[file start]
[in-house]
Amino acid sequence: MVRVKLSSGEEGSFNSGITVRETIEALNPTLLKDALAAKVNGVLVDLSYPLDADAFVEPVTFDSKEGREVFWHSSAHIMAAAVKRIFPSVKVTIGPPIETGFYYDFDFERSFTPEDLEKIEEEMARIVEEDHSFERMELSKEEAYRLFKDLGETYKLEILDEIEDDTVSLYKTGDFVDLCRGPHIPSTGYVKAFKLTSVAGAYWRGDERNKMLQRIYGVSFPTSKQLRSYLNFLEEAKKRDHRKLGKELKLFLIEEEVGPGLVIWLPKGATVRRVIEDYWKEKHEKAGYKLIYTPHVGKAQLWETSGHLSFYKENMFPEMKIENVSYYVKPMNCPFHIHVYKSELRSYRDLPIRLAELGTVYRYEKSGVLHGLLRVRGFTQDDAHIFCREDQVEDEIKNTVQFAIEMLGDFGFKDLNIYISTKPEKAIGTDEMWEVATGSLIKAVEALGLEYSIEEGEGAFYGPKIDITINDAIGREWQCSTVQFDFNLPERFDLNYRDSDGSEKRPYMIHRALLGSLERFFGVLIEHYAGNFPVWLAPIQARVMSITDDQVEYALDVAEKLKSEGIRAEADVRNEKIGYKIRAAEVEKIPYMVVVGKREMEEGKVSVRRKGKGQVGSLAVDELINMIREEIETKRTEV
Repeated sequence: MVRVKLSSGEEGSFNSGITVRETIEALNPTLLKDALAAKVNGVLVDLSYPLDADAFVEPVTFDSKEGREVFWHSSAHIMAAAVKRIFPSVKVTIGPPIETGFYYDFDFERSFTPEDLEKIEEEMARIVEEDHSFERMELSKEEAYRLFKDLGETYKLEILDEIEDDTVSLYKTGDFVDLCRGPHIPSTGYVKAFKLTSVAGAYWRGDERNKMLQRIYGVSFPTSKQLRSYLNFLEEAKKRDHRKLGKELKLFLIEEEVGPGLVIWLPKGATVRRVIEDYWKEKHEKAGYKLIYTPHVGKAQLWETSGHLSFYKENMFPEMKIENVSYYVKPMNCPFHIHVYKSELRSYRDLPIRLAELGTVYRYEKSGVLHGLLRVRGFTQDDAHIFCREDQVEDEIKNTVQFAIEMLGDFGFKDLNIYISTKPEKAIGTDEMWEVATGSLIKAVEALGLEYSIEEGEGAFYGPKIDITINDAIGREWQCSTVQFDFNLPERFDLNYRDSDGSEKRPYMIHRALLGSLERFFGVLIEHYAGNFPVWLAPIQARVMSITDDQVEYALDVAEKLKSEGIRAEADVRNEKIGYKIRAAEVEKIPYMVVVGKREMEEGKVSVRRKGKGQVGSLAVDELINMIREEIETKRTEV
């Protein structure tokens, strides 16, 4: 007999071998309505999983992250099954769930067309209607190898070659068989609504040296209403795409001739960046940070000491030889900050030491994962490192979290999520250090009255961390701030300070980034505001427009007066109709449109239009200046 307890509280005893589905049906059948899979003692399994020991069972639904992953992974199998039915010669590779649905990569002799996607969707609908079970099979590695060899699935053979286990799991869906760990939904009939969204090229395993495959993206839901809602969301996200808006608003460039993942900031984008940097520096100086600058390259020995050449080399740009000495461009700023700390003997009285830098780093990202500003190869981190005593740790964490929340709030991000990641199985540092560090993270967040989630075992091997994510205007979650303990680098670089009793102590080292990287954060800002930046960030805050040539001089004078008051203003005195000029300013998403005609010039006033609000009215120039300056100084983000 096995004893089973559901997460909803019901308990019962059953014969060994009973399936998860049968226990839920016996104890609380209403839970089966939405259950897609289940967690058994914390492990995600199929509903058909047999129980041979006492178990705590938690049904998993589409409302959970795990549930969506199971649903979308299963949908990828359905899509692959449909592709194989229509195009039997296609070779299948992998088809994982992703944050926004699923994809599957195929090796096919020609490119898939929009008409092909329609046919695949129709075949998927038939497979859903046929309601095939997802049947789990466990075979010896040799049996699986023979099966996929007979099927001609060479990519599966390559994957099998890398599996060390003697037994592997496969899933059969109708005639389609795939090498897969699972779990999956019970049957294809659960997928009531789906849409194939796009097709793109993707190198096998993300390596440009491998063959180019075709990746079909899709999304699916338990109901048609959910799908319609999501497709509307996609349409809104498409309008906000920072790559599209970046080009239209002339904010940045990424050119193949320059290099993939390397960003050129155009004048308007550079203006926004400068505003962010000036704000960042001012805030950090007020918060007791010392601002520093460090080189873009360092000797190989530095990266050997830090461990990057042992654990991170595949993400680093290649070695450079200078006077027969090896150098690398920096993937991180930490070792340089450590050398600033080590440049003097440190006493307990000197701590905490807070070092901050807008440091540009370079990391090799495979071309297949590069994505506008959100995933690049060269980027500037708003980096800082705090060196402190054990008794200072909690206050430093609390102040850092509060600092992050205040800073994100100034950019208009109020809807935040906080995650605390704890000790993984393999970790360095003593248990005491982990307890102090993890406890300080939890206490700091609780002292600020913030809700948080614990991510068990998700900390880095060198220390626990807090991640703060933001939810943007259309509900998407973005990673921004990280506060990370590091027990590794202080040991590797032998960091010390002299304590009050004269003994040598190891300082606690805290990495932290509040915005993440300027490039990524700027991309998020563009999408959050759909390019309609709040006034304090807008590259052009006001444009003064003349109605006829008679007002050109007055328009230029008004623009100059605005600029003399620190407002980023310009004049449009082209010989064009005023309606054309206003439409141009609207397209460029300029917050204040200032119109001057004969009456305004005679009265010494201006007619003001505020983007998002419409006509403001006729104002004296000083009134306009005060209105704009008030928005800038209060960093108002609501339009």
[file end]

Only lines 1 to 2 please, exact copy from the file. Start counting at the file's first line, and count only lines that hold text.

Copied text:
[in-house]
Amino acid sequence: MVRVKLSSGEEGSFNSGITVRETIEALNPTLLKDALAAKVNGVLVDLSYPLDADAFVEPVTFDSKEGREVFWHSSAHIMAAAVKRIFPSVKVTIGPPIETGFYYDFDFERSFTPEDLEKIEEEMARIVEEDHSFERMELSKEEAYRLFKDLGETYKLEILDEIEDDTVSLYKTGDFVDLCRGPHIPSTGYVKAFKLTSVAGAYWRGDERNKMLQRIYGVSFPTSKQLRSYLNFLEEAKKRDHRKLGKELKLFLIEEEVGPGLVIWLPKGATVRRVIEDYWKEKHEKAGYKLIYTPHVGKAQLWETSGHLSFYKENMFPEMKIENVSYYVKPMNCPFHIHVYKSELRSYRDLPIRLAELGTVYRYEKSGVLHGLLRVRGFTQDDAHIFCREDQVEDEIKNTVQFAIEMLGDFGFKDLNIYISTKPEKAIGTDEMWEVATGSLIKAVEALGLEYSIEEGEGAFYGPKIDITINDAIGREWQCSTVQFDFNLPERFDLNYRDSDGSEKRPYMIHRALLGSLERFFGVLIEHYAGNFPVWLAPIQARVMSITDDQVEYALDVAEKLKSEGIRAEADVRNEKIGYKIRAAEVEKIPYMVVVGKREMEEGKVSVRRKGKGQVGSLAVDELINMIREEIETKRTEV